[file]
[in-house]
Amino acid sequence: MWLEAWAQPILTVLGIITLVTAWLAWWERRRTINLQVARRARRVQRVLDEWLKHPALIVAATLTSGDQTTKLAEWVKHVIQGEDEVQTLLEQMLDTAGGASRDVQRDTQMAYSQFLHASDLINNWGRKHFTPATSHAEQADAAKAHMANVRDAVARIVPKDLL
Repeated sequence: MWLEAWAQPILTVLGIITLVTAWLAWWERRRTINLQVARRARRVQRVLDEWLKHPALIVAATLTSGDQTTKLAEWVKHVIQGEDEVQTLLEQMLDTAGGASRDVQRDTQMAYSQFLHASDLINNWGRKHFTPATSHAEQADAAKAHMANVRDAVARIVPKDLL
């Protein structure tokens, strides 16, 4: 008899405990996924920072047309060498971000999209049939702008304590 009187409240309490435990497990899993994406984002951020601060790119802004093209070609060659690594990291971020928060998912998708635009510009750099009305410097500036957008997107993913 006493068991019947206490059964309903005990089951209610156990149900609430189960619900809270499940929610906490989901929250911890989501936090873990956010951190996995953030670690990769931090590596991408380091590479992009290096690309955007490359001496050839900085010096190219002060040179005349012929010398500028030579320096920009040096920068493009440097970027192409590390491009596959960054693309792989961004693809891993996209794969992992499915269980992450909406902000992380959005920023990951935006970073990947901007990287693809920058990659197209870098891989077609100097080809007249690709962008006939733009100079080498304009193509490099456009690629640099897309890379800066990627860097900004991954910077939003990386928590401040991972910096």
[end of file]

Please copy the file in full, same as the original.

[in-house]
Amino acid sequence: MWLEAWAQPILTVLGIITLVTAWLAWWERRRTINLQVARRARRVQRVLDEWLKHPALIVAATLTSGDQTTKLAEWVKHVIQGEDEVQTLLEQMLDTAGGASRDVQRDTQMAYSQFLHASDLINNWGRKHFTPATSHAEQADAAKAHMANVRDAVARIVPKDLL
Repeated sequence: MWLEAWAQPILTVLGIITLVTAWLAWWERRRTINLQVARRARRVQRVLDEWLKHPALIVAATLTSGDQTTKLAEWVKHVIQGEDEVQTLLEQMLDTAGGASRDVQRDTQMAYSQFLHASDLINNWGRKHFTPATSHAEQADAAKAHMANVRDAVARIVPKDLL
């Protein structure tokens, strides 16, 4: 008899405990996924920072047309060498971000999209049939702008304590 009187409240309490435990497990899993994406984002951020601060790119802004093209070609060659690594990291971020928060998912998708635009510009750099009305410097500036957008997107993913 006493068991019947206490059964309903005990089951209610156990149900609430189960619900809270499940929610906490989901929250911890989501936090873990956010951190996995953030670690990769931090590596991408380091590479992009290096690309955007490359001496050839900085010096190219002060040179005349012929010398500028030579320096920009040096920068493009440097970027192409590390491009596959960054693309792989961004693809891993996209794969992992499915269980992450909406902000992380959005920023990951935006970073990947901007990287693809920058990659197209870098891989077609100097080809007249690709962008006939733009100079080498304009193509490099456009690629640099897309890379800066990627860097900004991954910077939003990386928590401040991972910096």